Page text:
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Apple's SSL Vulnerability: Are your iOS / OS X devices safe?

Heather Parry

By Heather Parry

28 February 2014

In the last week or so, Apple has been experiencing a huge amount of negative publicity since the news broke that there was a serious security issue in both their iOS and OS X systems.

More specifically, when Apple issued an update for iOS, the information posted online revealed that there had been some problems with Apple’s implementation of a key encryption technology, namely SSL (Secure Sockets Layer). SSL and TLS work together as an encryption link between a device and a server, meaning that any data or information passed between the two is secure. While this pair is used mostly when you browse the web, it is also used when you do almost anything on your iPhone or device, including using calendars and chatting.

The vulnerability meant that “an attacker in a privileged network position may capture or modify data in sessions protected by SSL”. That’s a pretty huge security risk for pretty much anything your iOS device does.

Thankfully, Apple issued a patch for iOS last week, to fix this “data security” issue regarding all iPhones and iOS devices, like the 5th gen iPod Touch and the iPad 2. The fact that they were happy to talk about the bugs they were fixing was a refreshing change for a company that generally keeps quiet about this kind of thing, and their discussion allowed users to feel a little more trusting, despite the security hiccup.

However, several days later, Apple also issued a security update for many version of OS X, for what it emerged were a huge 33 issues.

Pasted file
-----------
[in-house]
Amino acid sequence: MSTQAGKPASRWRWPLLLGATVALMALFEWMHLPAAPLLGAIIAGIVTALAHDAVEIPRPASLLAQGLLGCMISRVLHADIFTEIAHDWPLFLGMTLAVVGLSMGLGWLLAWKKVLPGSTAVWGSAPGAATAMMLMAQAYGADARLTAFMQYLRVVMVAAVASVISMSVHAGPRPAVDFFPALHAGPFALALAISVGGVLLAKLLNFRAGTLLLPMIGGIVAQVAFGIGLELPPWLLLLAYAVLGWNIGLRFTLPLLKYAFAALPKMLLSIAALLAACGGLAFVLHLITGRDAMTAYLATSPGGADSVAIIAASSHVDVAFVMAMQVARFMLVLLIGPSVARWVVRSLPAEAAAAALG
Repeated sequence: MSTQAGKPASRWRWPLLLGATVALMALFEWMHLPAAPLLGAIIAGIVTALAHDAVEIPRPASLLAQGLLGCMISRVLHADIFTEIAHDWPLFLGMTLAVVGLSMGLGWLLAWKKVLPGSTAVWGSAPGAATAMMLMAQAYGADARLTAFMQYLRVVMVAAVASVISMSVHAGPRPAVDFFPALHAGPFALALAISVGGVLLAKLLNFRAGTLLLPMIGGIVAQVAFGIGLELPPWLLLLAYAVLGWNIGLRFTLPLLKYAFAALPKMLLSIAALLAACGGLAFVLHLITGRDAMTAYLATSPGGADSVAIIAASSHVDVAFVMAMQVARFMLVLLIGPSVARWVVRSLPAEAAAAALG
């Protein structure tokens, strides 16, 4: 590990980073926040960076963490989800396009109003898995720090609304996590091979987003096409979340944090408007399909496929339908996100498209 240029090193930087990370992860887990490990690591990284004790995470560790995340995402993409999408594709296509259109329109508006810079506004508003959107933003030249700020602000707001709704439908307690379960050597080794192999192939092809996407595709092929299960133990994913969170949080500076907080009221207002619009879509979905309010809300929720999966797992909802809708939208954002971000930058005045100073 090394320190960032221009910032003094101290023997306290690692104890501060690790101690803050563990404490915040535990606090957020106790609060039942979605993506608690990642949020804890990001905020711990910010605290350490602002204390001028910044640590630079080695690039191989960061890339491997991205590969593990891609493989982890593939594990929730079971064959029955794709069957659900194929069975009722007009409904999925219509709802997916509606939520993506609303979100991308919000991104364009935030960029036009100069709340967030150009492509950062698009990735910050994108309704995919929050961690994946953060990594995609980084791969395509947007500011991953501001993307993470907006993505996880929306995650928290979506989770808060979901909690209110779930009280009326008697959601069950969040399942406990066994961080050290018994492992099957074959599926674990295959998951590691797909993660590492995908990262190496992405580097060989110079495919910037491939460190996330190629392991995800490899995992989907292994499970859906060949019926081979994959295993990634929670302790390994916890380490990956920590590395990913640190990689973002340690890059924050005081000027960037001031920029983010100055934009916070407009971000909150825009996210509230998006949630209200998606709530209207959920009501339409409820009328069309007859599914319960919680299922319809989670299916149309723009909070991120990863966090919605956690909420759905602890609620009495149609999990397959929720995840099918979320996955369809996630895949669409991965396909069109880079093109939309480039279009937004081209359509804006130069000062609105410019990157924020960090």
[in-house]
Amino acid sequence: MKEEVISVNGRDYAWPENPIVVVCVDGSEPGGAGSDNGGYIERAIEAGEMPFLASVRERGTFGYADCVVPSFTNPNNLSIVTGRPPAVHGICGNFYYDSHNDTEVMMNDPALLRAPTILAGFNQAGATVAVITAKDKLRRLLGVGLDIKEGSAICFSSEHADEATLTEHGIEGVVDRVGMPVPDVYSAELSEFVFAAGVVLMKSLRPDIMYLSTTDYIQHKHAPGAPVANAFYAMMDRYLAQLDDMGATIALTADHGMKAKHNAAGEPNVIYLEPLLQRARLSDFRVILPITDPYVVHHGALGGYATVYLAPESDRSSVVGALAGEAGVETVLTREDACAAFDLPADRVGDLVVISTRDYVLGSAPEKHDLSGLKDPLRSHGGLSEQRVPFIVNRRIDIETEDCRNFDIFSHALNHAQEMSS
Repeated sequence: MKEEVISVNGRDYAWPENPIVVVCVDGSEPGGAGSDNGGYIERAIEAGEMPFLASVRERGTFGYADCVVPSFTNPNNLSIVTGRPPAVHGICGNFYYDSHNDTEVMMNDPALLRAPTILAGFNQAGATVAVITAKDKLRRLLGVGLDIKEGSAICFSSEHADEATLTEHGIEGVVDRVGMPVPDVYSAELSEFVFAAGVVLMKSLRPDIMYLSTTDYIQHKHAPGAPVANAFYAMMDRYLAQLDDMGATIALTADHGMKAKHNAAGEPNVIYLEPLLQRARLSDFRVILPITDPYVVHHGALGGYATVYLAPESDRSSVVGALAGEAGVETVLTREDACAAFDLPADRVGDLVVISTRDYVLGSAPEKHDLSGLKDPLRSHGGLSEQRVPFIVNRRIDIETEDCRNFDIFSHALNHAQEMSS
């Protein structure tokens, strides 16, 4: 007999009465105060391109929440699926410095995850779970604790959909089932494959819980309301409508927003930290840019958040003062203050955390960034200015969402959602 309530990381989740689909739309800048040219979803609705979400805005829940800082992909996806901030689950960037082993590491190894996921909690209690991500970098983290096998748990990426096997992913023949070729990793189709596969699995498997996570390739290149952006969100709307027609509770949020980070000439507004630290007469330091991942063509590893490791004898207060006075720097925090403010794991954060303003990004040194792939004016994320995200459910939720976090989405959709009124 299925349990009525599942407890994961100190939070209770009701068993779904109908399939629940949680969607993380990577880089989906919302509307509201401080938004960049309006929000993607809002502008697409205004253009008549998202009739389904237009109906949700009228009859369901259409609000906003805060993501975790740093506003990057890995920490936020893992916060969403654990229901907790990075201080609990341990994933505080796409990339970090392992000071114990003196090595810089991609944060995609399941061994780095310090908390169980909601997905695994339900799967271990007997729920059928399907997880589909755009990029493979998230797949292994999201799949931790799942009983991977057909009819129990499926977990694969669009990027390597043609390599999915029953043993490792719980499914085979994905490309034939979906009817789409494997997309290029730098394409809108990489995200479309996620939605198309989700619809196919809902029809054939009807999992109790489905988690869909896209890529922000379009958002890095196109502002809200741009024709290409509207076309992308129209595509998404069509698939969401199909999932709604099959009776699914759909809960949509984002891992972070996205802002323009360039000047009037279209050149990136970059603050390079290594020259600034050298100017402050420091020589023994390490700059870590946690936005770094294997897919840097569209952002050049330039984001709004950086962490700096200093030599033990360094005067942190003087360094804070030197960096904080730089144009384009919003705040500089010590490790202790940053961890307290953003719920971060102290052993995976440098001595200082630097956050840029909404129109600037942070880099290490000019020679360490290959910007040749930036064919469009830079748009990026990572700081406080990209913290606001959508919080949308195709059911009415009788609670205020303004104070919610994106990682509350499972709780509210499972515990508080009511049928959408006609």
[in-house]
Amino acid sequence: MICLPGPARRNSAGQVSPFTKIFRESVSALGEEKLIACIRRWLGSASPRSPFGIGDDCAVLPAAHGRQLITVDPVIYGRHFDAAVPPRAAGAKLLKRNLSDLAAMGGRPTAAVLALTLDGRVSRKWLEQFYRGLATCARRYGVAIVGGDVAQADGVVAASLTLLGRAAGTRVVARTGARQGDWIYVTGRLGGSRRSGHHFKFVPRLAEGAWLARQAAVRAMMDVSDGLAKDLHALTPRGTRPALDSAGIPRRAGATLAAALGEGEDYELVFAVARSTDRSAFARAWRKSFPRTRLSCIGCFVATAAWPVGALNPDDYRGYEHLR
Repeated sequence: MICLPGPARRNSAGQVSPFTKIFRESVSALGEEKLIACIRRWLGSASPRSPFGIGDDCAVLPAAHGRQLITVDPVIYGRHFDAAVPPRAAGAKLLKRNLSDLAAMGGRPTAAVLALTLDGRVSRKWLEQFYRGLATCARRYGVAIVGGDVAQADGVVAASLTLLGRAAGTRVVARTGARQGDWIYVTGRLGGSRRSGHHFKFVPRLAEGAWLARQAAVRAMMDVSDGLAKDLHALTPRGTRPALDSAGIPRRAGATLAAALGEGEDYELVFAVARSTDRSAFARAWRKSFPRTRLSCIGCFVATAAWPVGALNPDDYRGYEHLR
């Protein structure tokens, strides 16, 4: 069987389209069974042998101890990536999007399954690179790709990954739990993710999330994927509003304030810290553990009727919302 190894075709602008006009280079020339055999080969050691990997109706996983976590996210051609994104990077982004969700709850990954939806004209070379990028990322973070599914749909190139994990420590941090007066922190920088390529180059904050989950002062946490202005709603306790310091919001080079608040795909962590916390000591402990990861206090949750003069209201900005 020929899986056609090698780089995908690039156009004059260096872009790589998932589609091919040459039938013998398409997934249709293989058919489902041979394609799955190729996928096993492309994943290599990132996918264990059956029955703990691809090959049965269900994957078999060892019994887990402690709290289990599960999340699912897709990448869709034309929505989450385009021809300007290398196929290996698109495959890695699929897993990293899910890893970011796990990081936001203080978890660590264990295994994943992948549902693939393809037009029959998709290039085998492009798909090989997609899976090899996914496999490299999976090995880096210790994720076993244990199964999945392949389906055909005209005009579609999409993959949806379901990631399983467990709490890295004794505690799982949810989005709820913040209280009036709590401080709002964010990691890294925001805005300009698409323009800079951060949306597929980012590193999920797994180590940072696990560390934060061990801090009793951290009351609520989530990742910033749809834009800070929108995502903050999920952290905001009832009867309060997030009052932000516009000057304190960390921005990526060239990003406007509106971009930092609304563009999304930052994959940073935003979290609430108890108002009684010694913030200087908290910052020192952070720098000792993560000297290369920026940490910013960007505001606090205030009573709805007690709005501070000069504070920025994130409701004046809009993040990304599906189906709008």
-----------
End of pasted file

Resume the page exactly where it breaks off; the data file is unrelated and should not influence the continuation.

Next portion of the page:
The most interesting of these was an issue with SSL in Mountain Lion, meaning that, as with iOS, attackers could potentially capture and modify data sent from your computer, most likely through Safari but, again, potentially from any app like Mail, Facetime or Calendar. 

How to check if your device is safe

It’s unclear at this point whether these patches have been entirely successful in securing a connection to the internet using an Apple device­–and, uncomfortably, to what extent the bug opened Apple device users up to attacks.

However, there is an easy way to check whether your iOS mobile device or OS X computer is currently vulnerable to the bug, which has become known as the gotofail issue. It’s recommended that you upgrade with all patches that have been released, then go to to find out whether the patches have fixed the issue. This website uses a simple green / yellow / red system; if red is shown, then your device is still vulnerable, and it’s back to the drawing board.

If your computer is still vulnerable, avoid Safari and instead use Chrome or FireFox for sensitive browsing  and / or transactions. 



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